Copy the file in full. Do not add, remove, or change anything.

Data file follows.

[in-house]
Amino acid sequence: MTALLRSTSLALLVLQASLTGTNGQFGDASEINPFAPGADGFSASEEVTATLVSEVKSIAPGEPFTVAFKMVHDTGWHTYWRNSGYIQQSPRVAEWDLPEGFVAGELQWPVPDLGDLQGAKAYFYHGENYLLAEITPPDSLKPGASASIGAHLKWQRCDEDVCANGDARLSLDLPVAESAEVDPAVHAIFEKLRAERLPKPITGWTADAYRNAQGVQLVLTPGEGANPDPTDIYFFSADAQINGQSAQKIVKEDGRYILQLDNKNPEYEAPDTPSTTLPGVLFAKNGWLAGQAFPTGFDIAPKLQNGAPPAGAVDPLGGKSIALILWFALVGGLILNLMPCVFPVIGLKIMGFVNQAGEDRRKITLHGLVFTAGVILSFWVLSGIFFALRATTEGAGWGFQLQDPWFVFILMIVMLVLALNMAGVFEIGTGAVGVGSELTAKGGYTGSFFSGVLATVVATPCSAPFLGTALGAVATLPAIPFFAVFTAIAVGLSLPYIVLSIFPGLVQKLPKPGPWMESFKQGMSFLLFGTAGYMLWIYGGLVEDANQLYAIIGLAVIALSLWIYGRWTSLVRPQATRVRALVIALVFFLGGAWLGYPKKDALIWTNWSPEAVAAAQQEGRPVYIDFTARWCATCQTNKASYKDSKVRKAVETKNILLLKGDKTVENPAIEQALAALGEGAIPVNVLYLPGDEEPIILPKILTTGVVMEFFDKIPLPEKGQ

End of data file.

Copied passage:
[in-house]
Amino acid sequence: MTALLRSTSLALLVLQASLTGTNGQFGDASEINPFAPGADGFSASEEVTATLVSEVKSIAPGEPFTVAFKMVHDTGWHTYWRNSGYIQQSPRVAEWDLPEGFVAGELQWPVPDLGDLQGAKAYFYHGENYLLAEITPPDSLKPGASASIGAHLKWQRCDEDVCANGDARLSLDLPVAESAEVDPAVHAIFEKLRAERLPKPITGWTADAYRNAQGVQLVLTPGEGANPDPTDIYFFSADAQINGQSAQKIVKEDGRYILQLDNKNPEYEAPDTPSTTLPGVLFAKNGWLAGQAFPTGFDIAPKLQNGAPPAGAVDPLGGKSIALILWFALVGGLILNLMPCVFPVIGLKIMGFVNQAGEDRRKITLHGLVFTAGVILSFWVLSGIFFALRATTEGAGWGFQLQDPWFVFILMIVMLVLALNMAGVFEIGTGAVGVGSELTAKGGYTGSFFSGVLATVVATPCSAPFLGTALGAVATLPAIPFFAVFTAIAVGLSLPYIVLSIFPGLVQKLPKPGPWMESFKQGMSFLLFGTAGYMLWIYGGLVEDANQLYAIIGLAVIALSLWIYGRWTSLVRPQATRVRALVIALVFFLGGAWLGYPKKDALIWTNWSPEAVAAAQQEGRPVYIDFTARWCATCQTNKASYKDSKVRKAVETKNILLLKGDKTVENPAIEQALAALGEGAIPVNVLYLPGDEEPIILPKILTTGVVMEFFDKIPLPEKGQ